social and economic development," said Alfredo Vergara, a Vanderbilt
epidemiologist. "The impact of malaria worldwide is tremendous—300
million to 500 million people are living with malaria globally, most in
Hillyer talks about mosquito-
borne diseases during a
presentation on malaria.
The economic impact of malaria on the health care system is also
large—about $14 billion annually, Vergara said. Yet only about 5 percent
of the deaths from malaria occur in hospitals. "We only see the ears of
the hippopotamus," he said.
Future interventions into malaria will include vaccines and genetic modifications, the scientists predicted.
"We are taking 21st-century science and using it to screen for better
repellents," said researcher Larry Zweibel. "We want to create no-fly
zones around people and huts." This could involve making traps of DDT
mixed with substances that attract mosquitoes or make their sense of
smell go into "overdrive."
Partnerships with local entrepreneurs could develop malaria-fighting
chemicals, but the Vanderbilt scientists have signed off all rights to
the World Health Organization. "We are not looking to make a profit. We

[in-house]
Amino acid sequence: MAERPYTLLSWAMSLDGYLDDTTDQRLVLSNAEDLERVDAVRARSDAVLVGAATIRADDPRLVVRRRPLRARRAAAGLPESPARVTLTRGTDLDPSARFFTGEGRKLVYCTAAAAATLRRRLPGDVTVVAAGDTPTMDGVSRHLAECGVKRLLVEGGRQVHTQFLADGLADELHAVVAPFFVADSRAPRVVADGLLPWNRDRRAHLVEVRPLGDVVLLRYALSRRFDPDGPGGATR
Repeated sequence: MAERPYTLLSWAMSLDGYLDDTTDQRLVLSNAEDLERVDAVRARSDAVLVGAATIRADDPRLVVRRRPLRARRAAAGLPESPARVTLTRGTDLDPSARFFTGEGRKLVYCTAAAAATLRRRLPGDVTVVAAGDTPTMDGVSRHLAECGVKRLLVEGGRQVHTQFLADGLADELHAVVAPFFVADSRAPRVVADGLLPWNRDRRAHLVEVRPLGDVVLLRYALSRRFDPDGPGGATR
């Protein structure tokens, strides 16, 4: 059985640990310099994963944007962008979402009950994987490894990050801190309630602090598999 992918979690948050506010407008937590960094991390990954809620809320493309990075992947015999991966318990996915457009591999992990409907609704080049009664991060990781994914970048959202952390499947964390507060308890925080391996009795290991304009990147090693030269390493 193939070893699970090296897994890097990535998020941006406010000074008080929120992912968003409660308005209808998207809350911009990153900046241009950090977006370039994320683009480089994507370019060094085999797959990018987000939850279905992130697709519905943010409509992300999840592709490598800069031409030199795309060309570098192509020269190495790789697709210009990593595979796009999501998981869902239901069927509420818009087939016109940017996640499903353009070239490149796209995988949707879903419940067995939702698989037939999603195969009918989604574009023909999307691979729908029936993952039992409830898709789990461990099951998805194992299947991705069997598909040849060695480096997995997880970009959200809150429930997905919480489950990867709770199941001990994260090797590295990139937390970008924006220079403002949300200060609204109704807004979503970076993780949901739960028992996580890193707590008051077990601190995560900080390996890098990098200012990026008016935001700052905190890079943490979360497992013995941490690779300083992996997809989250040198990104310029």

want to make a difference," Zweibel said.
A 'foot in the door'
For United Methodists, the Nothing But Nets campaign "has gotten our
foot in the door" in the fight against malaria, said Bishop Thomas
Bickerton of Pittsburgh, a commission member who serves as a
spokesperson for Nothing But Nets.
The Rev. Gary Henderson asks a
question during a malaria presentation
by Vanderbilt University scientists. aaaaaaaa
But eradicating malaria will be a cooperative effort involving
thousands of players. "Nothing But Nets is just a tiny piece of this
whole thing," Bickerton said.
"It’s got to be more than nets," echoed Bishop Sally Dyck of
Minnesota, president of the United Methodist Commission on
An opportunity for United Methodists to expand the fight
against malaria and other diseases of poverty will come through the
Global Health Initiative, which was approved by the 2008 General
Conference, the denomination's top legislative assembly. The goal in the
next three to five years is to raise $75 million with another
"challenge goal" of $25 million.
Bickerton was impressed with the work at Vanderbilt.
"The Global Health Initiative, if it’s going to be successful,
has to be a comprehensive approach to making the world a healthier place
for all of God’s children, and one of the places where we as United
Methodists can learn is in the area of science and research," he said.
The institute is, in a sense, a partner with the church because
both are recipients of Gates Foundation grant funds, Bickerton said.
He expressed hope that the church would distribute vaccines,
repellents and medicines being developed at Vanderbilt.
"There was a wonderful spirit among those professors and
scientists that they, too, have the same goal that we have," he said,
"to make the world a better place for God’s children."
*White is associate editor of Interpreter magazine.
News media contact: Deborah White, Nashville, Tenn., (615) 742-5470 or email@example.com.